While some stress is needed for us to function at all, when we are feeling overwhelmed or exhausted from too much stress, chronic or toxic stress has built up, or even taken over. Understanding high, toxic stress calls for a change in where we focus our attention to deal with stress. Instead of focusing on the external causes of too much stress, or doing what I call “rearranging the furniture on the Titanic of my To Do list,” changing the direction from outward to inward can be key to dealing with stress in effective ways, and changing underlying patterns in our thoughts and feelings.
As we shift our attention from the To Do lists or external pressures or deadlines or challenging situations, we enter the realm of noticing our self talk and our underlying beliefs. How we speak to ourselves internally, and the often sub-conscious beliefs we hold about ourselves – these are often outside of most peoples’ conscious awareness. Changing this by deliberately listening better to ourselves, noticing patterns in our interaction with others, and paying attention to when emotions seem to spike in intensity, all offer clues to the “stress traps” we can fall into without knowing it when our attention is only focused externally.
One way we are learning more about how our beliefs hold such power over our lived experience is through the study of the “placebo effect.” This fascinating field examines how and why neutral, fake “medicines” that are usually sugar pills, can have such a strong effect on peoples’ experiences of pain or pain reduction, side effect symptoms, and improvement in various physical conditions.
The placebo response or placebo effect first came into more public view after research conducted in the 1950’s by a scientist who had worked as a nurse during World War II. After running out of morphine to give wounded troops, the nurse gave wounded soldiers sugar water as an injection – and was amazed to find that pain was reduced in many cases. He went on to publish the first study of the placebo effect in 1955, demonstrating that the expectation people have from outside makes a difference in the effect, and that actually giving individuals a (sham) pill or (fake) injection was also needed for the effect to take place. This suggests that people’s expectations of getting better play a large part in triggering the body and mind’s response to pain.
More recently, a study was conducted demonstrating that patients’ beliefs and expectations could override the effects of a pain reducing drug. In this case, healthy volunteers were put into an MRI scanner, with heat applied on one leg until it became uncomfortable or painful at around a 70 on a 0 – 100 scale. The investigators then started an opioid pain relieving drug intravenously, without telling the subjects. Their pain levels went down slightly. However when the subjects were then told they would now start receiving a drug for pain, their pain levels reduced even further and more dramatically. Finally, subjects were told the pain medication was being stopped, although the pain medication continued to be administered at the same level – and most subjects reported pain levels going up dramatically.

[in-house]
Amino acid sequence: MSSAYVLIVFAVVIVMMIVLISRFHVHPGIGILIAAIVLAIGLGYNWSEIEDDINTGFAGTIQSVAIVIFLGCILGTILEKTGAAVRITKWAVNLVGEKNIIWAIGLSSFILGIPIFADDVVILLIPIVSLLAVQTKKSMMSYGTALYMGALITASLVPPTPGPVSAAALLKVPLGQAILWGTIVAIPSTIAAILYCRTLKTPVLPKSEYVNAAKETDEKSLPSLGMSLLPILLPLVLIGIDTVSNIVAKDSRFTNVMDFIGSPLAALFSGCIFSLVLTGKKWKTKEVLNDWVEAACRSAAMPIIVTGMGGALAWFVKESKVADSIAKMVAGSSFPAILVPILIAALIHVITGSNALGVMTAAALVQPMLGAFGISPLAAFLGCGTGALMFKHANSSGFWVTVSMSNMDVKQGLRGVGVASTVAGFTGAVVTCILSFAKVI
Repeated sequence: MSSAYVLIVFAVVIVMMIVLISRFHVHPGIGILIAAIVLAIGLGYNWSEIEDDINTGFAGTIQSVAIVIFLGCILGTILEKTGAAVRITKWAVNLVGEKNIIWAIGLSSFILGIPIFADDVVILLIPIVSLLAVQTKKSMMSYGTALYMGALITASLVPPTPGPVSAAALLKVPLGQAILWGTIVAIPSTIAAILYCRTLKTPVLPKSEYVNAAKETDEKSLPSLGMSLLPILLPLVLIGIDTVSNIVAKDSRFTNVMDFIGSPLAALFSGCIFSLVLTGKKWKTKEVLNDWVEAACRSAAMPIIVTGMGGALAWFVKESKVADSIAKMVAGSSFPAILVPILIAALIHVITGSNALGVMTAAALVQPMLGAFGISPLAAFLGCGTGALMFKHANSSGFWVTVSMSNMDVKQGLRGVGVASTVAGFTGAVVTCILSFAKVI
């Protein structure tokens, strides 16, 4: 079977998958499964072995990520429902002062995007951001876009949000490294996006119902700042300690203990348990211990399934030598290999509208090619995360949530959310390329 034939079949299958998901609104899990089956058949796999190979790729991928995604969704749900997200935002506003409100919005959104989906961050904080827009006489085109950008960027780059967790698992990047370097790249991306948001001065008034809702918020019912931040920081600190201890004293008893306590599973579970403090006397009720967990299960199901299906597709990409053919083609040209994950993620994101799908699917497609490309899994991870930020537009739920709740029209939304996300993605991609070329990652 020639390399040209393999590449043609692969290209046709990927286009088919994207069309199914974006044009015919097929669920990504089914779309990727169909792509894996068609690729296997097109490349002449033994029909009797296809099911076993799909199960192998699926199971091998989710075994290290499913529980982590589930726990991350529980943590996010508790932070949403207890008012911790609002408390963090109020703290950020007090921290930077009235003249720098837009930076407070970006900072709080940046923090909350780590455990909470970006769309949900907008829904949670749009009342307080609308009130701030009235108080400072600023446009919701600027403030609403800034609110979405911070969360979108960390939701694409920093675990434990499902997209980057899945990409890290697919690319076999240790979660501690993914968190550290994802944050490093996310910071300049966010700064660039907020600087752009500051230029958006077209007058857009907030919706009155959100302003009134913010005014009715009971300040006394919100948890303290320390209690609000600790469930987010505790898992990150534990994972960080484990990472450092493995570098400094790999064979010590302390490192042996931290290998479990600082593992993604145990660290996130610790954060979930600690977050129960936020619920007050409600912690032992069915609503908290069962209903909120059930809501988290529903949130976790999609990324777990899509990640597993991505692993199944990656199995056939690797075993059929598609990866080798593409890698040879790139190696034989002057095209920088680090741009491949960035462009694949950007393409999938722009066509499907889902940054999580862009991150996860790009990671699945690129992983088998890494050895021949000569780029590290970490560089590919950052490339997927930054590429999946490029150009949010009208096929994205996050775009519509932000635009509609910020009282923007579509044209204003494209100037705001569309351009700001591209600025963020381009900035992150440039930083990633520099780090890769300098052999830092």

Again, the power of expectations, or beliefs about our experience, are shown to have a great potential effect on our experience. This has to do with the meaning we make of our experiences – the stories we tell ourselves about what something means, whether positive or negative.
Interestingly, another study examined unconscious beliefs and their effects on both placebo and nocebo (or negative effects from sham or non-existent medicine). In this case, participants saw flashing images of faces in more or less pain, and this affected their reporting of their own pain levels with heat stimulation in predictable ways: those who saw images of people in pain reported higher pain levels (nocebo effect), and those who saw images of people in less pain reported less pain themselves (placebo effect). However, when researchers then flashed similar images too quickly for the conscious mind to process, participants had very similar responses. This suggests that the placebo and nocebo effects do not rest on our logical, conscious judgment, but rather have more to do with less conscious internal processes and beliefs.
Some of what explains placebo responses may have to do with context and relationship as well as expectations. It’s likely that doctors or healers in any tradition who take more time with patients are eliciting placebo responses, as demonstrated by recent research by a team studying the placebo (and nocebo) effects at Harvard.
This brings us back to our expectations and our beliefs. What we expect in a context can lead to beliefs and changes in our physiology – in other words, we activate the bio-chemical pharmacy we carry around with us at all times, more powerful than all of the pharmaceutical companies put together. And our prevailing attitudes and emotions also make a difference here – another study found that people who fall in the categories of resilient, altruistic, and straightforward had more of the placebo effect than those who were more hostile or angry.
Where we put our attention, the expectations we hold, and above all the meaning that we make of a situation, either consciously or unconsciously, deeply affect our experiences. In dealing with chronic stress, we can apply this knowledge of beliefs, expectations, and awareness to help with stress relief. As we bring more of those expectations and attitudes to light, and listen to our internal self talk and the meaning we are making of our experiences, we can end up with more control and choice in dealing with stress, and in choosing greater calm and control.
Dr. Laura Maciuika is a psychologist and the author of Conscious Calm: Keys to Freedom from Stress and Worry